EVS Freightliner Rolling Gear Bag
- Super durable bag that lasts.
- Simple layout that gobbles up gear.
- Plenty of grab handles plus a retractable handle and wheels for easy transport.
- Easily packs away too much weight for the airlines.
- Initial hit on the price can be a deterrent.
What it is
- EVS's large capacity rolling gear bag.
EVS calls the Freightliner, “a rolling hauler for the heavy goods with room for all of the essentials and then some.” It is a large-sized wheel-equipped bag with plenty of pockets and compartments, plus padding to protect your gear. It comes with a fold out changing mat and a retractable tote handle. It measures 32" x 18" x 16" and comes in black with red accents and an embroidered EVS logo on the side.
How it works
- Two main compartments and five well-though sub-pockets.
- Retractable handle and wheels to roll on.
- Changing mat in the side compartment.
- Secondary compartment can be used to isolate dirty gear or boots.
I’ve had an older EVS Freightliner for a long time. Time on moto related gear for me is relative, so I really had to look back and see how long I'd been using it. I got it three-and-a-half years ago before doing a travel story. I was impressed with the build back then as well as the layout of the bag. It has a large main compartment then a sub-sectioned one for boots or a helmet. The additional pockets on the side and in the top flap were great for storing things like goggles, gloves and smaller stuff you want to keep separate. The many handles located all over the bag were great for throwing it in and out of the truck as well as dragging it to and from the airport or to the track. It was the kind of thing, like pre-mix or a particular tire, this gear bag worked for me. Most of all it lasted a long time and the main zipper finally gave up the ghost.
It was faded, sun bleached really since I leave it out way too much. It was dusted by miles of desert silt from being in the back if the truck on plenty of dirt road drives. I’d pressure washed it a few times and let the rain wash it a few more. So when it finally died, I got another, the upgraded one I’ll tell you about next.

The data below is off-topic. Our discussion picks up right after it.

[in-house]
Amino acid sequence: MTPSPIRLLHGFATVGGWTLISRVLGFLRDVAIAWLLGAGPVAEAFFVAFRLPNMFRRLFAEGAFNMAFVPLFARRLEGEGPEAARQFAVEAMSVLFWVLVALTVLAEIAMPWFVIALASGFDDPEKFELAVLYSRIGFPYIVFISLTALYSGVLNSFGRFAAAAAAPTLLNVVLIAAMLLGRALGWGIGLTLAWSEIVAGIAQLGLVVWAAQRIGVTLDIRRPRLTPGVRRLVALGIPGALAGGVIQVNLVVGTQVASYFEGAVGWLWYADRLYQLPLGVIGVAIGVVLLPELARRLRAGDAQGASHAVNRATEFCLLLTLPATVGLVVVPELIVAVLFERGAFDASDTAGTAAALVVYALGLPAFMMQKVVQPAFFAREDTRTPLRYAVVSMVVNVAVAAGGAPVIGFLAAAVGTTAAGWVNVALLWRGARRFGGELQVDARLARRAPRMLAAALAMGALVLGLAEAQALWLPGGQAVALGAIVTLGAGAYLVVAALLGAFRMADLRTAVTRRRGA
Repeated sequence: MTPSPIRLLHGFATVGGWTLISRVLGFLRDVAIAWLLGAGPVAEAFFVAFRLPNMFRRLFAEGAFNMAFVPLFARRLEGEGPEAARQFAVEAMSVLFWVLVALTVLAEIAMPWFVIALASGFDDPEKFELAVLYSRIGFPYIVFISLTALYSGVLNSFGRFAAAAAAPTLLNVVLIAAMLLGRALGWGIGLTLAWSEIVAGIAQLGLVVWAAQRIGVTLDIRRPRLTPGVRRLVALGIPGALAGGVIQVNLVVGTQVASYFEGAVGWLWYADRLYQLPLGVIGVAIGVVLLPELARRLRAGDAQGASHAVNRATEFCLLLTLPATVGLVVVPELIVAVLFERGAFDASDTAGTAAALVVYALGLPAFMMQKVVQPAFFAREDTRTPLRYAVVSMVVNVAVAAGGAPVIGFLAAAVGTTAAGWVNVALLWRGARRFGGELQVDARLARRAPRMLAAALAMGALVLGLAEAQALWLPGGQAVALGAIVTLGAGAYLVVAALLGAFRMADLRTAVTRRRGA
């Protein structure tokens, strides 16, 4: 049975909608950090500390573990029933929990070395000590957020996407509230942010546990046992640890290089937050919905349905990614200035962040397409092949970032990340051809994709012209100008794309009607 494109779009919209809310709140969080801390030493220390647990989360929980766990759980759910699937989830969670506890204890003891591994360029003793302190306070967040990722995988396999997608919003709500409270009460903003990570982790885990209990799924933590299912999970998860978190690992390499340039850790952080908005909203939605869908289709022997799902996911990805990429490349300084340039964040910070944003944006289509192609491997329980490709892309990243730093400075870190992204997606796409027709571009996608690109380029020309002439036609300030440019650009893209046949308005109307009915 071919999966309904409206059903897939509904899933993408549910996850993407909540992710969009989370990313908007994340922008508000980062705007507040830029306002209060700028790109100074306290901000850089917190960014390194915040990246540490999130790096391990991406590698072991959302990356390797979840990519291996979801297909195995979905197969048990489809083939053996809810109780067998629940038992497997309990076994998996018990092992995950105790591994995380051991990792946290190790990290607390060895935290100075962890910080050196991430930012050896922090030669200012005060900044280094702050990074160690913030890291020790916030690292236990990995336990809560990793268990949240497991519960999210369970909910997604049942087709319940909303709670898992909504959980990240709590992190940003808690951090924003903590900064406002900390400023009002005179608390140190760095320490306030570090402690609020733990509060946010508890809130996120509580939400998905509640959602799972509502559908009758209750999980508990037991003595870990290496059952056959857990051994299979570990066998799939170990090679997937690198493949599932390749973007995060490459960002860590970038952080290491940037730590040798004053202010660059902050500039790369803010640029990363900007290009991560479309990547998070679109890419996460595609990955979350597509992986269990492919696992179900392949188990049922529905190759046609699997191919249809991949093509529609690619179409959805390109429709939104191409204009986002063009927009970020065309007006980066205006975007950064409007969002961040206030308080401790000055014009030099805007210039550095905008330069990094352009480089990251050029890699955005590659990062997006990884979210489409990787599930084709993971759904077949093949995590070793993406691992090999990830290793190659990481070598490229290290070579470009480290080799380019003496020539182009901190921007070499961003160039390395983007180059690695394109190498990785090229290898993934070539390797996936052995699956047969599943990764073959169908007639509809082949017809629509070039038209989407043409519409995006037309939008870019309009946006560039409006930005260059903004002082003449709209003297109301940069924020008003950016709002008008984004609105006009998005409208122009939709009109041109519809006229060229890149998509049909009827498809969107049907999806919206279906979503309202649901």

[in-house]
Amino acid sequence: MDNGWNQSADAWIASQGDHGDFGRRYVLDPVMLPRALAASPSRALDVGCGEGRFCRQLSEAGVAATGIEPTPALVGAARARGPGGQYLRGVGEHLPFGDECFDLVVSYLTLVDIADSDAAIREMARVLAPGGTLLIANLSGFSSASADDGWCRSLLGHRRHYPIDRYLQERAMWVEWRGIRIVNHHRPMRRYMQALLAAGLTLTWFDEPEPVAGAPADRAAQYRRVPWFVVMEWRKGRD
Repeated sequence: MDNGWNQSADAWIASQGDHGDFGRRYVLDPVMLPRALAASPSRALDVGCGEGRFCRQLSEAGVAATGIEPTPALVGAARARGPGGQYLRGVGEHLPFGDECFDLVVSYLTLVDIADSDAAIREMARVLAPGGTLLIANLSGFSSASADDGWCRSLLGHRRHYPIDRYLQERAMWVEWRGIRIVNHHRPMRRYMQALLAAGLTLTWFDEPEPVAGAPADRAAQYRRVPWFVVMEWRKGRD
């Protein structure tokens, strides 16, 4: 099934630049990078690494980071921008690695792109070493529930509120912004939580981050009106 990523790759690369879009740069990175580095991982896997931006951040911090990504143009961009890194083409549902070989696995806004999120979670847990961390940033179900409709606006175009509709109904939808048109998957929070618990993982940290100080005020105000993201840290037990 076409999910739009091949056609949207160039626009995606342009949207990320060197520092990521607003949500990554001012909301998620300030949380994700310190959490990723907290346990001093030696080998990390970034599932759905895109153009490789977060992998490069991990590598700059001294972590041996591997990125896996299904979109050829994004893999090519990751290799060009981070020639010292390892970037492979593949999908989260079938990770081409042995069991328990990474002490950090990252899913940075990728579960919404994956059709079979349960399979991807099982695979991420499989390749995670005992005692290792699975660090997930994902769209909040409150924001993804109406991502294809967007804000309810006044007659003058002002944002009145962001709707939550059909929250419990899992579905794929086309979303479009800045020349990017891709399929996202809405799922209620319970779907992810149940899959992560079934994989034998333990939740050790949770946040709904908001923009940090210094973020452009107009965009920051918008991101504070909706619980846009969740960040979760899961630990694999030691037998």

The current Freightliner has kept the same basic design of pockets but added some features to make it better, in my opinion. It now has a retractable handle so no more bending over when pulling it on its wheels. There is a roll-out changing pad in one of the side compartments. Close inspection has the material being a little lighter in weight but seeming the same in strength. The zippers appear to be of the same build with much easier grab loops on them. The addition of the pull handle has stiffened up the bottom of the bag, which now has two slide rails compared to four before. There are thick seams and rubberized padding on all the right locations.
So as good as this bag is for packing all your riding stuff, basically two full sets of gear (pants, jerseys, gloves, goggles, socks) and one jacket, one set of boots and a helmet, it easily packs over the 50-pound weight limit most airlines charge for excessive baggage. Not a problem when you are packing for a week-long ride and you can stuff in even more including all the street clothing you’ll need if you don’t have to get all dressed up in a different dinner outfit each night. And it rolls easily and tracks through the dirt (read: dragging, the wheels are small) just fine. About the only thing to be careful of is loading up the side compartments with stuff that is fragile as the weight of the bag can crush it. And if the side pockets puff out, they can catch on stuff, the bag is already big.
And this brings me back to the durability. Most of my gear bags last about a year. They get torn by footpegs in the back of the truck, straps or buckles tear out or the zippers give out. None of this happened to the EVS and there were plenty of opportunities. At $159.00 it is not inexpensive and a little more than most bags out there. It lasting three times as long is enough to make me want to recommend this bag.
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